Hopefully you have seen the Dos Equis beer commercials now airing where an actor is fictitiously characterized as “the world’s most interesting man.” The narrator’s descriptions of this man’s many attributes are widely exaggerated and hilarious if you, like me, appreciate hyperbole. For those who haven’t met the world’s most interesting man yet, here is a clip:
In the business world I have found that the “most interesting men and women” are normally the company’s sales staff. They are strong-willed, motivated, success oriented, and normally very colorful individuals. Additionally, sales personnel must be tough, battle-tested, and resilient warriors who can maintain a positive mental attitude in spite of the many frustrations in the selling process, especially in todays challenged economy. With tenacity and perseverance, the sales staff’s victories allow the company to live to fight another day.
After the battle is seemingly won, however, the matter of collection can rear its ugly head. If the invoice goes past due, the organization realizes that the revenue process is not yet complete. So now what? Whose job is it to make that awkward collection call to the customer now that the account appears in the 1-30 days past due column? Back to our Dos Equis man, he is said to have once had an awkward moment, “just to see how it feels.” Should sales personnel risk the awkward moment by calling customers to talk about past due invoices?
One well-intended school of thought is to keep the sales staff separate and apart from the collection process. The theory is that sales personnel need to maintain only positive dialogue with customers in order to promote goodwill and, more importantly, repeat sales. Discussing past-due invoices runs counter to the friendly and non-threatening relationship desired between sales and customers, so the theory goes. The task is instead left to finance, the “bad cop” or “necessary evil” of the organization, in the event that collection is delayed. One of my previous employers operated in this manner. At first glance, this structure appears to make sense as it enables sales to avoid the awkward moment with customers, instead offloading this task to the “green visors” in the back office. The only problem with this approach, much like my previous low-fat diet, is that it doesn’t work.
Sales personnel begin to see the collection process as someone else’s job under the structure described above. “Whoa, I just sell this stuff!” is an actual quote I received from a VP of sales after alerting him to a past due receivable from one of his customers. In that organization, a really strange phenomenon occurred where sales personnel and the customer actually formed an unholy alliance to effectively “out” the finance department. The alliance was apparently formed in response to my unpardonable transgression of demanding payment on past-due invoices. The collection process became an impossible task at that point since the top management of the company was fractured and dysfunctional.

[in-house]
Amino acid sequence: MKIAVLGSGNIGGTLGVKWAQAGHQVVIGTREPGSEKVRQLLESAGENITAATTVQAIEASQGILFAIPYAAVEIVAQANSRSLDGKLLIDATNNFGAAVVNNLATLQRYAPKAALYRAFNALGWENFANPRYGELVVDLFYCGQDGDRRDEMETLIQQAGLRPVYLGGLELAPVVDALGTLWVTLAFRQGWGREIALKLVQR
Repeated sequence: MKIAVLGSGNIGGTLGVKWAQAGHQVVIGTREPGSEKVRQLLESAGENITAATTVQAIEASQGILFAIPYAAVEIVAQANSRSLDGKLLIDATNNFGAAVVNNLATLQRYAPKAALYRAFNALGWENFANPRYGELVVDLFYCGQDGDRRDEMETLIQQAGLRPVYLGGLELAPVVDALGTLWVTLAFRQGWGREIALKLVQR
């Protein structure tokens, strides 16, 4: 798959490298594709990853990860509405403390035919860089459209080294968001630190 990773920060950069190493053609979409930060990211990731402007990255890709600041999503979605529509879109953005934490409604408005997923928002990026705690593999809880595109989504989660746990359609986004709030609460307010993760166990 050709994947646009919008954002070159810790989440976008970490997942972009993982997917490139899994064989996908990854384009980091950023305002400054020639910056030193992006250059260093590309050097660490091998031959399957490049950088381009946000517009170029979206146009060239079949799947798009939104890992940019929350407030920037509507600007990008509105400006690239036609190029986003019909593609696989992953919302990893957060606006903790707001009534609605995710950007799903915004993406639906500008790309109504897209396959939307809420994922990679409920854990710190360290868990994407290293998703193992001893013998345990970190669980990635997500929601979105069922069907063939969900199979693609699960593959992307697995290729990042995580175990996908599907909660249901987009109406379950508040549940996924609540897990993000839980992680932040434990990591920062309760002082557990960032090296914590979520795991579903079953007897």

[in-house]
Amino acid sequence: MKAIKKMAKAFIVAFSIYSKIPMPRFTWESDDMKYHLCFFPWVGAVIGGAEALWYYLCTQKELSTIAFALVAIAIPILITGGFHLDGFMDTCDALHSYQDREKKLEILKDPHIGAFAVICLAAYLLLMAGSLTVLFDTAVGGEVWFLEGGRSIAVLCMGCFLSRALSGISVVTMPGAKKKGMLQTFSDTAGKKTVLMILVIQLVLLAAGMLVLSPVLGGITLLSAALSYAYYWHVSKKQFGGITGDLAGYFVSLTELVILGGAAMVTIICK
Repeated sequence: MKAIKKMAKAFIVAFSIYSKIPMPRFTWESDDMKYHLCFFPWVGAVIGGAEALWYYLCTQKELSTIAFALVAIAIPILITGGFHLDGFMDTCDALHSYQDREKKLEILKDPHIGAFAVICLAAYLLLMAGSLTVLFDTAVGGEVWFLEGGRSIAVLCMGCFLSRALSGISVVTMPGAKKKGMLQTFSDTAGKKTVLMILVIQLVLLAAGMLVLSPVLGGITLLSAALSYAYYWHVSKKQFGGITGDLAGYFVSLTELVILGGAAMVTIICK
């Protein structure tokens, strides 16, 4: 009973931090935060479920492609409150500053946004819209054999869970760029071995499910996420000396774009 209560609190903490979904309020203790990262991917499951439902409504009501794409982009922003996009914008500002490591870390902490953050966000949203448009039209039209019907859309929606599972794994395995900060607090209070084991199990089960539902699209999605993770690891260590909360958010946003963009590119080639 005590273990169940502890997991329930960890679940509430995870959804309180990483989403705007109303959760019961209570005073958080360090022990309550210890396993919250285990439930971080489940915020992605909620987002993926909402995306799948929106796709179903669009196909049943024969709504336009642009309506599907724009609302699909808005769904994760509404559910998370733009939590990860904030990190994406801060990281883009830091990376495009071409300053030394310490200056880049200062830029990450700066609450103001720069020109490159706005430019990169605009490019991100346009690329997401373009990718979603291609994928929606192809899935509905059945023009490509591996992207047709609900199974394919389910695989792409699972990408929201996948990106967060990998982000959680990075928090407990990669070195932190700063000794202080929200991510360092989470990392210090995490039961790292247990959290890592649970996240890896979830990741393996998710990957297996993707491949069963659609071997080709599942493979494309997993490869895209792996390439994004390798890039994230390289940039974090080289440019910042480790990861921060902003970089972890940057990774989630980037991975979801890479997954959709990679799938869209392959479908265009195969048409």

The death of many small and medium-sized businesses is caused, sadly, by the failure to manage accounts receivable. Successful organizations must be structured, aligned, and focused on the end game – converting accounts receivable into cash. Collections cannot be solely the responsibility of finance because, left on its own, finance will fail. Sales staff must be empowered and incentivized to see the sales process all the way through to collection. Yes, that means that commissions are not earned and payable until the money is in the bank. Once sales personnel are compensated via a collections-based commission structure, the organization is appropriately positioned to make collection issues, and possibly cash flow issues, a thing of the past. You will then see your sales staff risking an awkward moment with slow-paying customers, truly making them the business world’s most interesting men and women.
B2B CFO® has perhaps the world’s most interesting tag line – Cash. We help you get.™ The fastest way to help my clients overcome cash flow challenges is usually the implementation of effective collection procedures. Managing accounts receivable is really not a complicated or difficult task. I will have much more to say about collecting receivables in one of my next blogs and/or newsletters, but for now, “stay thirsty my friends.”